September 10, 2005

IS HE EVEN AWARE THAT HE'S THE MAYOR?:

New Orleans ignored its own plans (Audrey Hudson and James G. Lakely, 9/09/05, THE WASHINGTON TIMES)

The city of New Orleans followed virtually no aspect of its own emergency management plan in the disaster caused by Hurricane Katrina.

New Orleans officials also failed to implement most federal guidelines, which stated that the Superdome was not a safe shelter for thousands of residents.

The official "City of New Orleans Comprehensive Emergency Management Plan" states that the mayor can call for a mandatory citywide evacuation, but the Louisiana governor alone is given the power to carry out the evacuation, which Gov. Kathleen Babineaux Blanco has yet to do. She "begged" people to leave before the storm and is still asking the few thousand holdouts to evacuate the flooded city.

Small-scale evacuations, according to the plan, are to be handled under the standard operation plans of city firefighters and police officers.

"However, due to the sheer size and number of persons to be evacuated, should a major tropical weather system or other catastrophic event threaten or impact the area, specifically directed long-range planning and coordination of resources and responsibilities must be undertaken," the New Orleans plan says.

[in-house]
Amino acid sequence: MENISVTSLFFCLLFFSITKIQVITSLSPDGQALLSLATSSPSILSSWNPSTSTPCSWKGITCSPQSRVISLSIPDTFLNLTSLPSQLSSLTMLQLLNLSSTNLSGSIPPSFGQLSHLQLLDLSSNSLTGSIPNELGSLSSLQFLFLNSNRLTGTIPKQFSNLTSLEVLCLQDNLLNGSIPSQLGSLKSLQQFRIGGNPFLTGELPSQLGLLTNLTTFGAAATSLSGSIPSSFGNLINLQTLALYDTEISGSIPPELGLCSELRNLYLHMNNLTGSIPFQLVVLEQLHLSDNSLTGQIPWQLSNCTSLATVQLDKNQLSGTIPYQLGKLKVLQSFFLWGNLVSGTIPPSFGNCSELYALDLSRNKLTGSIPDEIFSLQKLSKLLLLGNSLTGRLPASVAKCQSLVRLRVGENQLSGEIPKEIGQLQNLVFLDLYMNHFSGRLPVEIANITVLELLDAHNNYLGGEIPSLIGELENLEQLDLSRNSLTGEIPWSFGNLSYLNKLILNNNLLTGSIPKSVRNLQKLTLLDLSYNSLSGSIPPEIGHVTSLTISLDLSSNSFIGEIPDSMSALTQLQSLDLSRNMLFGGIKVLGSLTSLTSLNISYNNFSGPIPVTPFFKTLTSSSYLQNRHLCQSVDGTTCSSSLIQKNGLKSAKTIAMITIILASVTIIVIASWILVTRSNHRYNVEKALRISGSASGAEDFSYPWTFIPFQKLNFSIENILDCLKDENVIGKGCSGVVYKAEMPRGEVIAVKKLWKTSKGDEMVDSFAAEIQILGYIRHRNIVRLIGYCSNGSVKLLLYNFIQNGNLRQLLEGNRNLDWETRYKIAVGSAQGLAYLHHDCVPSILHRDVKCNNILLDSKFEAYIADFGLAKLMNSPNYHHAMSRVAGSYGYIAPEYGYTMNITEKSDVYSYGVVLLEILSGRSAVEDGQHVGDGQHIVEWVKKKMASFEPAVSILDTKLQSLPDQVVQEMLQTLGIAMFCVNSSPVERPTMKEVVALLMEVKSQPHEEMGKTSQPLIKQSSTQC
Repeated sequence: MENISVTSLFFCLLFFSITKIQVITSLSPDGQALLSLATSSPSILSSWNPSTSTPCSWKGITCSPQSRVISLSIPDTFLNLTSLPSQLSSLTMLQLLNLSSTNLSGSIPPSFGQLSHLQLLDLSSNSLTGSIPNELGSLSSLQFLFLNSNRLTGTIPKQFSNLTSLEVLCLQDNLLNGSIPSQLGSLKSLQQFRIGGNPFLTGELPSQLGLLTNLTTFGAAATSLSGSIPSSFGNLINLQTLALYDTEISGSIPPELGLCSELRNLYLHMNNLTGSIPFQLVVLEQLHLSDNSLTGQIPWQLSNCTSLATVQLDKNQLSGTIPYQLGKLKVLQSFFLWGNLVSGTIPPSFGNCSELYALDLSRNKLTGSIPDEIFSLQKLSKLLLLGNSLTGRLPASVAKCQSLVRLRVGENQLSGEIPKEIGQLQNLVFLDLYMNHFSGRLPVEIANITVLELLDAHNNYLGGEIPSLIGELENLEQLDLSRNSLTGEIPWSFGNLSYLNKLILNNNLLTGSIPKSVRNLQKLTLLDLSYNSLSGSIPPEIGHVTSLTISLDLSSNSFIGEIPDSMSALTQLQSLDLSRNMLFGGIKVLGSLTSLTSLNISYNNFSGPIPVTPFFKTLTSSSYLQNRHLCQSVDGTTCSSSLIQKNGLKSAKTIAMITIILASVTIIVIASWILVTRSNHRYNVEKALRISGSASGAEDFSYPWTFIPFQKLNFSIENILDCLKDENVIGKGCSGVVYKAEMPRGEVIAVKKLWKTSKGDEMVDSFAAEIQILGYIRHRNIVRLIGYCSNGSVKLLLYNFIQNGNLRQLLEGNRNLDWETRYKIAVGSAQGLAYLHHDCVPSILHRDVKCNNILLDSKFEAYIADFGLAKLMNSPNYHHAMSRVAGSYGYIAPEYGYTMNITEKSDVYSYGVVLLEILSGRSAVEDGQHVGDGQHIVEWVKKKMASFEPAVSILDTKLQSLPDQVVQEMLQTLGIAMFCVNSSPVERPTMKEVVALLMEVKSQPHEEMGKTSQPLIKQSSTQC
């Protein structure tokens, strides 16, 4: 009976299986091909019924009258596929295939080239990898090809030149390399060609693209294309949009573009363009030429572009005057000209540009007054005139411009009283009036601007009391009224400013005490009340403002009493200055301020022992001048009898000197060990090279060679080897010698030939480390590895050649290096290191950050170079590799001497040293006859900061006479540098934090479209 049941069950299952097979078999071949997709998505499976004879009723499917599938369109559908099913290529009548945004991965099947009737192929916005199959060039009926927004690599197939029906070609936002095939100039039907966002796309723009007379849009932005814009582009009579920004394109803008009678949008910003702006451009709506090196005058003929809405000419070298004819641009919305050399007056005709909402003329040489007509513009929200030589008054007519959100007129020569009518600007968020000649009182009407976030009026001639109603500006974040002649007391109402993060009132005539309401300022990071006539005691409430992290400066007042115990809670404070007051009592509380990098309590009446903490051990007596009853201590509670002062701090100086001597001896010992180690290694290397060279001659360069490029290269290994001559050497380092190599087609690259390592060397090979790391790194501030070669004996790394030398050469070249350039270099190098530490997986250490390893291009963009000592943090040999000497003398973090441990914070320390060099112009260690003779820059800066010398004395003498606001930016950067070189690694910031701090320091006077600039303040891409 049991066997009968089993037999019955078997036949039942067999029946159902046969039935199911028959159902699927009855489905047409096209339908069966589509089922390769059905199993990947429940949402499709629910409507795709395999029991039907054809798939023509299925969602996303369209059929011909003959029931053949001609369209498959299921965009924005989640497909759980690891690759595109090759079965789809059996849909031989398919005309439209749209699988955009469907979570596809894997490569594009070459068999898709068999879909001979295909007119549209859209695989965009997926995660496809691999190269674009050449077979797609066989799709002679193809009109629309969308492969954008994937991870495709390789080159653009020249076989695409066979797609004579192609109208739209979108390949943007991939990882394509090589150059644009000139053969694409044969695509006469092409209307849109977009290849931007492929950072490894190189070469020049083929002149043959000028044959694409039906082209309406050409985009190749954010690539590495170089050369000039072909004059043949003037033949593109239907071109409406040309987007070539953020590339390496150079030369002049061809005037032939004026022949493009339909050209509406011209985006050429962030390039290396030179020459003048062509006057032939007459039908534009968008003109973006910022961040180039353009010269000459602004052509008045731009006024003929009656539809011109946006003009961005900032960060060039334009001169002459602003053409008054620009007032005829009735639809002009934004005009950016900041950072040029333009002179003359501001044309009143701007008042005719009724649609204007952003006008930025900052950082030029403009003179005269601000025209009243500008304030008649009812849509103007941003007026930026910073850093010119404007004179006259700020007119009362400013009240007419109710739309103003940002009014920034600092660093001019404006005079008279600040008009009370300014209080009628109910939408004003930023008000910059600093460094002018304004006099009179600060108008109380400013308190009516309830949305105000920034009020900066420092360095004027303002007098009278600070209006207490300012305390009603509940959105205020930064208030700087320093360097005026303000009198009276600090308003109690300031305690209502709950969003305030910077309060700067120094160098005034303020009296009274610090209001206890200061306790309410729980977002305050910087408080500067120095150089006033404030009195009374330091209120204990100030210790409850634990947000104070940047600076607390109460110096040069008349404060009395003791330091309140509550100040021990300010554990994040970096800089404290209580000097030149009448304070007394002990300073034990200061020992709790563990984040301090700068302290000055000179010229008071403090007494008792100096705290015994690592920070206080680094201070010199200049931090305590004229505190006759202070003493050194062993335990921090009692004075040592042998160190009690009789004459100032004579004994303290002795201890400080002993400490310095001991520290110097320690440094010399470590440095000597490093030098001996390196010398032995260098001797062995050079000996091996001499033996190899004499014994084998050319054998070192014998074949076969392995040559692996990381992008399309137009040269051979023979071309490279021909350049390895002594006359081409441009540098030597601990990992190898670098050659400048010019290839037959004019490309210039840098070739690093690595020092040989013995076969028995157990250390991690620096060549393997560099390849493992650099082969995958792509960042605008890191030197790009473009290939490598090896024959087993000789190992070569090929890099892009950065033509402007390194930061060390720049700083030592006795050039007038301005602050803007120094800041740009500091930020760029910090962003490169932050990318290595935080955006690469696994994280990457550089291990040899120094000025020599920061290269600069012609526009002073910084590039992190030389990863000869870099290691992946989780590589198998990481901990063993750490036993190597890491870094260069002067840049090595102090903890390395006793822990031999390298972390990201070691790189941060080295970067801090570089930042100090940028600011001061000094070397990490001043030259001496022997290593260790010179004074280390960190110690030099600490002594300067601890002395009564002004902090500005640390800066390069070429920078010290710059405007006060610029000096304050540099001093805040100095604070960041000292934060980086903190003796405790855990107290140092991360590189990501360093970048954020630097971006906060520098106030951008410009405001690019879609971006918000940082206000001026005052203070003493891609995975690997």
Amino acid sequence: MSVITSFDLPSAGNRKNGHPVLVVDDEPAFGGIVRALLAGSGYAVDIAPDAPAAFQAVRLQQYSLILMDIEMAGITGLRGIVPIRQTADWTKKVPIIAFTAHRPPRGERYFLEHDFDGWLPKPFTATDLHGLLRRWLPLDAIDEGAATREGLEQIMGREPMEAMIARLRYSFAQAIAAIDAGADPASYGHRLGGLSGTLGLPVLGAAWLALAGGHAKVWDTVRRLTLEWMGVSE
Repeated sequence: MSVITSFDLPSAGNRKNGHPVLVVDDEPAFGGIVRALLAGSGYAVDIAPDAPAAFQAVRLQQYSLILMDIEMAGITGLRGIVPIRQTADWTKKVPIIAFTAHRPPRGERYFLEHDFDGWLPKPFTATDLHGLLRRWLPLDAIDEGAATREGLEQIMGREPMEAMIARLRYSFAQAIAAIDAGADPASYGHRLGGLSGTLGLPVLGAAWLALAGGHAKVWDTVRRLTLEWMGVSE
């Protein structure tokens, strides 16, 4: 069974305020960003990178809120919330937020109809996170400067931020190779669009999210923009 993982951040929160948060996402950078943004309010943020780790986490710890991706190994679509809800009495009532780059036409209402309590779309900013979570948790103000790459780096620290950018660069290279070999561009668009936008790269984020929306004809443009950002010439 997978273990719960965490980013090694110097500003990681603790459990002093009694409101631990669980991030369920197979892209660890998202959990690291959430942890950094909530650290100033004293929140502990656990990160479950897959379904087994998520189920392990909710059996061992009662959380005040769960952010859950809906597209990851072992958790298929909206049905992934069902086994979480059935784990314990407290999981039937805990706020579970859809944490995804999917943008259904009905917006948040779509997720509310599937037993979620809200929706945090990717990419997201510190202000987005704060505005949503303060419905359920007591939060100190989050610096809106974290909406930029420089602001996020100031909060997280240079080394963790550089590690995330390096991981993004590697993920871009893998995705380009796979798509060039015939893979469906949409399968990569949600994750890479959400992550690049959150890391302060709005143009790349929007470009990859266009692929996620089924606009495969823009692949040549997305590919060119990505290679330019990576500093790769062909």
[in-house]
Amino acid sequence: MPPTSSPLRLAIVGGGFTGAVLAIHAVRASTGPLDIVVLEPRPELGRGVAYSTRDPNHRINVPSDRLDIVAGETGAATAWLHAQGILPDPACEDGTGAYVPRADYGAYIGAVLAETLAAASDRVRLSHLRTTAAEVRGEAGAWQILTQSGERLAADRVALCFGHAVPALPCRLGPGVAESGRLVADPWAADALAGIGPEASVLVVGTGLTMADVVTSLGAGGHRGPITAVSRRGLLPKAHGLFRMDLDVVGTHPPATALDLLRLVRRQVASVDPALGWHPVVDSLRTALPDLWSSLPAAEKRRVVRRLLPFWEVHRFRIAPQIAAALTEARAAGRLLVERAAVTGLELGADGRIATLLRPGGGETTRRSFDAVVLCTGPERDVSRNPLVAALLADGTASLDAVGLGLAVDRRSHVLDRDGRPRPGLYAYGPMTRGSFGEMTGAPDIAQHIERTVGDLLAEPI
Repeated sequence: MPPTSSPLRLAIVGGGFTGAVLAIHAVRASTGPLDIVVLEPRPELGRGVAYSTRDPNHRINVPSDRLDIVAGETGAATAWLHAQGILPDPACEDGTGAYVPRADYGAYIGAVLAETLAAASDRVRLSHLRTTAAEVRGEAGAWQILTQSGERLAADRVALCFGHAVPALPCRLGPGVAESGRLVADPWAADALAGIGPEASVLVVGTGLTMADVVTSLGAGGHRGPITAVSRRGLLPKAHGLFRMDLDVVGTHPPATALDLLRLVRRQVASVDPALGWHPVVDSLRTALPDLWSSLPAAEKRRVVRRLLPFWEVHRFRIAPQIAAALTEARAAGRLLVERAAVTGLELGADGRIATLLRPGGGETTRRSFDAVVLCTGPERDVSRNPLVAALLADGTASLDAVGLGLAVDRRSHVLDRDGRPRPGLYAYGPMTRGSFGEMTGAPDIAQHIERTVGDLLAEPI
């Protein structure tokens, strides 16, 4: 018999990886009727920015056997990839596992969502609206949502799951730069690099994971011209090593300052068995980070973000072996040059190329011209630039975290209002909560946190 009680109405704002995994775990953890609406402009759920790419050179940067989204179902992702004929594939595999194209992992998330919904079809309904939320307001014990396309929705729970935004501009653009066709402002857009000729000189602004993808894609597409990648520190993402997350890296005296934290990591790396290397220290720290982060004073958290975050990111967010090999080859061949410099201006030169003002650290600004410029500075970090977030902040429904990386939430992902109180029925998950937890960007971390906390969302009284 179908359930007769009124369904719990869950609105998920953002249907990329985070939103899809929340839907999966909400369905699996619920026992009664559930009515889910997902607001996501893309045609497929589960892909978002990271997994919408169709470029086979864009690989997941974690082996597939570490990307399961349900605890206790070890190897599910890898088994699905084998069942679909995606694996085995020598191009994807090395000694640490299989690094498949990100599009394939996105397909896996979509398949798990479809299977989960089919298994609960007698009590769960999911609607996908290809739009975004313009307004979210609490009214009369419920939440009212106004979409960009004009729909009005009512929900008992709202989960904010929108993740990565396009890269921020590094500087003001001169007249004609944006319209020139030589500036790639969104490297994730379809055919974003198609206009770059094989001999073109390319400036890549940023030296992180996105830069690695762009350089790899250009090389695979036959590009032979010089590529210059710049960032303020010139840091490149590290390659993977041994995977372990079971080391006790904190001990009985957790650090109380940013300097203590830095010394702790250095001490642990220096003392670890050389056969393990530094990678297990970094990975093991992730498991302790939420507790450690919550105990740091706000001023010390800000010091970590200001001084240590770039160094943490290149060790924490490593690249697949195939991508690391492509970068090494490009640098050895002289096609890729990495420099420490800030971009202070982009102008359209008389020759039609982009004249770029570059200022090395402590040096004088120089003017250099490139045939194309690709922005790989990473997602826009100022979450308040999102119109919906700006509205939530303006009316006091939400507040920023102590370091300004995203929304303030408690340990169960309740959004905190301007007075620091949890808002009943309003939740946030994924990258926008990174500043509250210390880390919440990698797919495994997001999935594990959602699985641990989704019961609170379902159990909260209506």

The plan does not say how such an evacuation should be executed, but states that a full evacuation of the city would take 72 hours, and that the city knows that there are "approximately 100,000 citizens of New Orleans [who] do not have means of personal transportation."

The guidelines of the Federal Emergency Management Agency, which has little jurisdiction to act on its own but is designed to work with local authorities, suggests that local evacuation plans "coordinate the use of school buses and drivers to support evacuation efforts."

New Orleans Mayor Faces Tough Questions: Some Say Feisty Leader Lost Control (Robert E. Pierre, 9/10/05, Washington Post)
[W]ith federal forces providing security in a largely vacant city and attention turning toward what it will take to rebuild, it is Nagin who is getting the tough questions.

Should there have been a better plan to evacuate those without cars? Was his police force up to the task? Why weren't there supplies for the legions of people directed to the Superdome? Why were all those city buses left in low-lying areas? Why did so many of his officers leave their posts as the city descended into a chaos that left many residents afraid that either thugs or the elements would kill them?

On conservative talk radio, especially, Nagin has been characterized as an irrational and incompetent local official who lost control of his city, his police force and, ultimately, his senses when he publicly dressed down the president. Even some of his underlings think the critics may be right.

"He should have evacuated the place earlier," said one city firefighter, echoing a mostly whispered sentiment here as the collection of dead bodies begins in earnest. The firefighter asked not to be identified for fear of retribution.